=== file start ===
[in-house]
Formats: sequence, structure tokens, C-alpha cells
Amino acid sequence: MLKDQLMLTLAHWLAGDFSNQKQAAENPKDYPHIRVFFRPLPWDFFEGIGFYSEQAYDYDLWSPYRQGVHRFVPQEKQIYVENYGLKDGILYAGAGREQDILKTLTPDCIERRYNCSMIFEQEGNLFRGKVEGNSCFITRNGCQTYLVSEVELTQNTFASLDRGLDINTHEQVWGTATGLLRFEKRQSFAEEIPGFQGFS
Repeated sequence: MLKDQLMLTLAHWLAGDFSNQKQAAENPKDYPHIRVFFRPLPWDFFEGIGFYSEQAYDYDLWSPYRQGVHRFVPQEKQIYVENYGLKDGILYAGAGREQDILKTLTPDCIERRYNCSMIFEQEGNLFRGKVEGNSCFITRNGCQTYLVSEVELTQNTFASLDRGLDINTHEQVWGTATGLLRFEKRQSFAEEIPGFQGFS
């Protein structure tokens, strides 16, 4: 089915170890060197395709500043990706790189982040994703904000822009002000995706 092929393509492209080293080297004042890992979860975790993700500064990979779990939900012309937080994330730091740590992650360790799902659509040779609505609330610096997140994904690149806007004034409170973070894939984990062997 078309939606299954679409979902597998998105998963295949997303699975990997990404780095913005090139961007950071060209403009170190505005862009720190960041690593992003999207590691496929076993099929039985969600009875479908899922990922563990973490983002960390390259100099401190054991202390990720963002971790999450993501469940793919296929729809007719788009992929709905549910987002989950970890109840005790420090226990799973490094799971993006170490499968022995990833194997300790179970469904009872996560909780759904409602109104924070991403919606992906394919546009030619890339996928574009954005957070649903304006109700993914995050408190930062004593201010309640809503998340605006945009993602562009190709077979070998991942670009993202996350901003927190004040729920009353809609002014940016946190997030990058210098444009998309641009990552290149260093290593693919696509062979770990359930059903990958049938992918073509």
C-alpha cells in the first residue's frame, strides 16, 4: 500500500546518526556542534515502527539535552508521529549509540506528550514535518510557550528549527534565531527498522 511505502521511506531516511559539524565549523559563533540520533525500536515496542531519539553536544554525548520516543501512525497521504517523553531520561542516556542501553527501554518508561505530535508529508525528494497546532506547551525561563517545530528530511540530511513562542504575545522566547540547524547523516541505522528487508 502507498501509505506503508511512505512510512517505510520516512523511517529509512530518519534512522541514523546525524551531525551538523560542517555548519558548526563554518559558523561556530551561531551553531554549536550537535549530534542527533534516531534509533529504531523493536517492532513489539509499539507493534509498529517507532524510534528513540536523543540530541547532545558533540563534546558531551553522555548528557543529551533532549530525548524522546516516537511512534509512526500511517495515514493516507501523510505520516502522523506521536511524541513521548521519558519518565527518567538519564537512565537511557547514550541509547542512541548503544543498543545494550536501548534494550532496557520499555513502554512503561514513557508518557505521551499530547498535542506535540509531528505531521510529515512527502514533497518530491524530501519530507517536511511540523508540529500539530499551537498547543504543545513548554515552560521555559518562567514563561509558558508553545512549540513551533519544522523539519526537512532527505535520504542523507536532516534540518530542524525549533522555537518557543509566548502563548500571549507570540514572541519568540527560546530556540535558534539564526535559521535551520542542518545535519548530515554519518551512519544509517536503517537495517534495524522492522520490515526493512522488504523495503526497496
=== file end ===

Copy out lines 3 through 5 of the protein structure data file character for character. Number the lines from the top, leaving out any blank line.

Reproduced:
Amino acid sequence: MLKDQLMLTLAHWLAGDFSNQKQAAENPKDYPHIRVFFRPLPWDFFEGIGFYSEQAYDYDLWSPYRQGVHRFVPQEKQIYVENYGLKDGILYAGAGREQDILKTLTPDCIERRYNCSMIFEQEGNLFRGKVEGNSCFITRNGCQTYLVSEVELTQNTFASLDRGLDINTHEQVWGTATGLLRFEKRQSFAEEIPGFQGFS
Repeated sequence: MLKDQLMLTLAHWLAGDFSNQKQAAENPKDYPHIRVFFRPLPWDFFEGIGFYSEQAYDYDLWSPYRQGVHRFVPQEKQIYVENYGLKDGILYAGAGREQDILKTLTPDCIERRYNCSMIFEQEGNLFRGKVEGNSCFITRNGCQTYLVSEVELTQNTFASLDRGLDINTHEQVWGTATGLLRFEKRQSFAEEIPGFQGFS
């Protein structure tokens, strides 16, 4: 089915170890060197395709500043990706790189982040994703904000822009002000995706 092929393509492209080293080297004042890992979860975790993700500064990979779990939900012309937080994330730091740590992650360790799902659509040779609505609330610096997140994904690149806007004034409170973070894939984990062997 078309939606299954679409979902597998998105998963295949997303699975990997990404780095913005090139961007950071060209403009170190505005862009720190960041690593992003999207590691496929076993099929039985969600009875479908899922990922563990973490983002960390390259100099401190054991202390990720963002971790999450993501469940793919296929729809007719788009992929709905549910987002989950970890109840005790420090226990799973490094799971993006170490499968022995990833194997300790179970469904009872996560909780759904409602109104924070991403919606992906394919546009030619890339996928574009954005957070649903304006109700993914995050408190930062004593201010309640809503998340605006945009993602562009190709077979070998991942670009993202996350901003927190004040729920009353809609002014940016946190997030990058210098444009998309641009990552290149260093290593693919696509062979770990359930059903990958049938992918073509």